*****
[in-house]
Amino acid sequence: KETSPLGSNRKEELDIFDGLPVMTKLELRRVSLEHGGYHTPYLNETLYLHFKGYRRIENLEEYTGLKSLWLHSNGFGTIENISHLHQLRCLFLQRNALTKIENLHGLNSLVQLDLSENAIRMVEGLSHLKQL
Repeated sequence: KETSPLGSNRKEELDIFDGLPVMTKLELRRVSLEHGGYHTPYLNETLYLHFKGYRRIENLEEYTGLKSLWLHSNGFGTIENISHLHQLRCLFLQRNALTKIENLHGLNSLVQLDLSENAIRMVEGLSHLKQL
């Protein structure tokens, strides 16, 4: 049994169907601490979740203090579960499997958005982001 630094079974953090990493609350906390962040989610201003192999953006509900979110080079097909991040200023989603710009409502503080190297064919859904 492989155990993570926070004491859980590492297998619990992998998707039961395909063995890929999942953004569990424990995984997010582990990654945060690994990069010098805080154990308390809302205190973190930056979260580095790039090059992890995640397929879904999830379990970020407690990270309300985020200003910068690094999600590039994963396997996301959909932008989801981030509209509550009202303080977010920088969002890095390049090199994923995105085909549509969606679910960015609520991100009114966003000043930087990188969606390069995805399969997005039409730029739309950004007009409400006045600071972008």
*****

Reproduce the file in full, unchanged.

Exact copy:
[in-house]
Amino acid sequence: KETSPLGSNRKEELDIFDGLPVMTKLELRRVSLEHGGYHTPYLNETLYLHFKGYRRIENLEEYTGLKSLWLHSNGFGTIENISHLHQLRCLFLQRNALTKIENLHGLNSLVQLDLSENAIRMVEGLSHLKQL
Repeated sequence: KETSPLGSNRKEELDIFDGLPVMTKLELRRVSLEHGGYHTPYLNETLYLHFKGYRRIENLEEYTGLKSLWLHSNGFGTIENISHLHQLRCLFLQRNALTKIENLHGLNSLVQLDLSENAIRMVEGLSHLKQL
């Protein structure tokens, strides 16, 4: 049994169907601490979740203090579960499997958005982001 630094079974953090990493609350906390962040989610201003192999953006509900979110080079097909991040200023989603710009409502503080190297064919859904 492989155990993570926070004491859980590492297998619990992998998707039961395909063995890929999942953004569990424990995984997010582990990654945060690994990069010098805080154990308390809302205190973190930056979260580095790039090059992890995640397929879904999830379990970020407690990270309300985020200003910068690094999600590039994963396997996301959909932008989801981030509209509550009202303080977010920088969002890095390049090199994923995105085909549509969606679910960015609520991100009114966003000043930087990188969606390069995805399969997005039409730029739309950004007009409400006045600071972008």